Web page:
“If an unfriendly foreign power had attempted to impose on America the mediocre educational performance that exists today, we might well have viewed it as an act of war. As it stands, we have allowed this to happen to ourselves…We have, in effect, been committing an act of unthinking, unilateral educational disarmament.” ~ from A Nation at Risk
Last Friday I attended an event at the Thomas B. Fordham Institute looking at the impact of the report released back in 1983, A Nation at Risk: The Imperative For Educational Reform. According to the Fordham Institute’s website:
“Thirty years ago, A Nation at Risk was released to a surprised country. Suddenly, Americans woke up to learn that SAT scores were plummeting and children were learning a lot less than before. This report became a turning point in modern U.S. education history and marked the beginning of a new focus on excellence, achievement, and results.”
The report language itself called for many sensible reforms, including more instructional time, higher standards for courses and content, stringent high school graduation requirements, and demanding college entrance requirements.
But the sound bite that came out of the report was that we have a “desperate need for increased support for the teaching of mathematics and science.” And, “We are raising a new generation of Americans that is scientifically and technologically illiterate.”
Many arts education advocates look at this report (building on the fervor for math and science after the Russian’s launch of Sputnik) as a turning point in education, where a focus on testing in reading and math began to dominate education, and the curriculum began to narrow to these tested subjects. In fact, many current education reforms have roots that can be traced back to this report:
2 – Race to the Top—with its focus on teacher evaluation and data-driven decision making.
Several recent reports cite one of the major unintended consequences of current education reform is a narrowing curriculum.
However, when you read the full text of A Nation at Risk, you see that it was decidedly NOT the authors’ intent to narrow the curriculum.
In fact, having excellent content taught in high schools is one of the major recommendations of the report. Take a look at this gem of a quote:
“Some worry that schools may emphasize such rudiments as reading and computation at the expense of other essential skills such as comprehension, analysis, solving problems, and drawing conclusions. Still others are concerned that an over-emphasis on technical and occupational skills will leave little time for studying the arts and humanities that so enrich daily life, help maintain civility, and develop a sense of community. Knowledge of the humanities, they maintain, must be harnessed to science and technology if the latter are to remain creative and humane, just as the humanities need to be informed by science and technology if they are to remain relevant to the human condition.”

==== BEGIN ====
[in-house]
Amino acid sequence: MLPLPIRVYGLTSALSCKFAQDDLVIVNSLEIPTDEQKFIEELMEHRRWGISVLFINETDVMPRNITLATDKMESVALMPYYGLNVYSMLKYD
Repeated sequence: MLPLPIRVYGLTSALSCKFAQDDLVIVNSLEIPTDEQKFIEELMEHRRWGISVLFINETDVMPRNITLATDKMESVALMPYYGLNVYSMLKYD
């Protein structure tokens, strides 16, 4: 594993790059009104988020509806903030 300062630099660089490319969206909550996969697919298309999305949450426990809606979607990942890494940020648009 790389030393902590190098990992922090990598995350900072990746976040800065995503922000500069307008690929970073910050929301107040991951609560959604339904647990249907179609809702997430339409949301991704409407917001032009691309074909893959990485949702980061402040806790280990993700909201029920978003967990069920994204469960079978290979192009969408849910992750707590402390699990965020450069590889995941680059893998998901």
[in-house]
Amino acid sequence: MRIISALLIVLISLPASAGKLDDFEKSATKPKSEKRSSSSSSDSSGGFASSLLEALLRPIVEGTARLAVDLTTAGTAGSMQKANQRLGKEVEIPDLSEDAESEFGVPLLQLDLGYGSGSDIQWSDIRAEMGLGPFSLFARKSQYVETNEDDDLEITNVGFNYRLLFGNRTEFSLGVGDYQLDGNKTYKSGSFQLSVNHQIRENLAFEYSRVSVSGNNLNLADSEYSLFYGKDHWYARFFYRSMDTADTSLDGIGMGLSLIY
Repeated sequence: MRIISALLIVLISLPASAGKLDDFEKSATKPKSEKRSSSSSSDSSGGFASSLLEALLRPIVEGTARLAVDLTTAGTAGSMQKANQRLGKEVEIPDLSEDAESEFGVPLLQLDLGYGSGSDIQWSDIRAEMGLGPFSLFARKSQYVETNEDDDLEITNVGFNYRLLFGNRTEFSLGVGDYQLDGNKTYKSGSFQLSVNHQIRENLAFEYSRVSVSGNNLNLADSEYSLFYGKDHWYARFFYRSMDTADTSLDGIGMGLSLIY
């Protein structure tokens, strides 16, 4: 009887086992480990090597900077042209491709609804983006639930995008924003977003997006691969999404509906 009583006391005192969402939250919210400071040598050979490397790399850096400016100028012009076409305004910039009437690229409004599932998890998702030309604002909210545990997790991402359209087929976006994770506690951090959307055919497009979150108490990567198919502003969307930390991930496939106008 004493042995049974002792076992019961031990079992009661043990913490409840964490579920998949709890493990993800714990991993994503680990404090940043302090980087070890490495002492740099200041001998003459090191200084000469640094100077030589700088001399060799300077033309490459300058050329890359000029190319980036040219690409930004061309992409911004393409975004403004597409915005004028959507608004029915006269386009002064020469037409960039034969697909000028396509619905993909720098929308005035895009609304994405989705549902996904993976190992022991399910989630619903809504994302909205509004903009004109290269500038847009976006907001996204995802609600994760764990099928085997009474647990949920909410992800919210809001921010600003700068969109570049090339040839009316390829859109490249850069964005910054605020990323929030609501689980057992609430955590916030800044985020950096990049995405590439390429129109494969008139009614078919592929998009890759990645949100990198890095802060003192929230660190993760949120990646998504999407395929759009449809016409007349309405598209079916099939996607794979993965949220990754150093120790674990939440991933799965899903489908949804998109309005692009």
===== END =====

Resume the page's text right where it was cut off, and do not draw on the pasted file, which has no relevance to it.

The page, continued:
The report also calls for lifelong learning, and what it calls the Learning Society, where “educational opportunities extend far beyond the traditional institutions of learning, our schools and colleges. They extend into homes and workplaces; into libraries, art galleries, museums, and science centers.”
Speaking at the Fordham Institute was William Bennett, the former U.S. Secretary of Education. He is also the former chairman of the National Endowment for the Humanities. During his speech, he heavily quoted E.D. Hirsch and continued to stand by the recommendation of the report to focus on quality content, including civics, humanities, and the arts.
So how do we mitigate the unintended consequences of education reform, which include a narrowing curriculum? Are current education reforms not compatible with a well-rounded education? How do we live up to the dual standards of both excellence and equity in education?
I, of course, think that the arts and humanities can be a solution for our schools. A way to transmit cultural literacy, tap into student passion and potential, and keep our kids on track to graduate college and career ready.
However, if our educational leaders do not make it a priority to require a well-rounded curriculum for all students (particularly in grades K–8, where teachers are primarily, as David Coleman calls it, “guides to the world”), then are we still on the path to “unilateral educational disarmament?”
I invite you too to reflect on the impact of this landmark report by perusing a roundup of resources about A Nation at Risk’s 30th anniversary.
And as you read, you decide: Are we still a nation at risk???
1 – The full text of the report (an oldie but a goodie).
2 – Five views by different bloggers on Education Week’s new blog “OpEducation.”
3 – An article with a cool infographic on Education Week’s website comparing test scores now and 30 year ago.
4 – An excellent 20-minute video by the Fordham Institute interviewing several Secretaries of Education, Diane Ravitch, and other education policy gurus.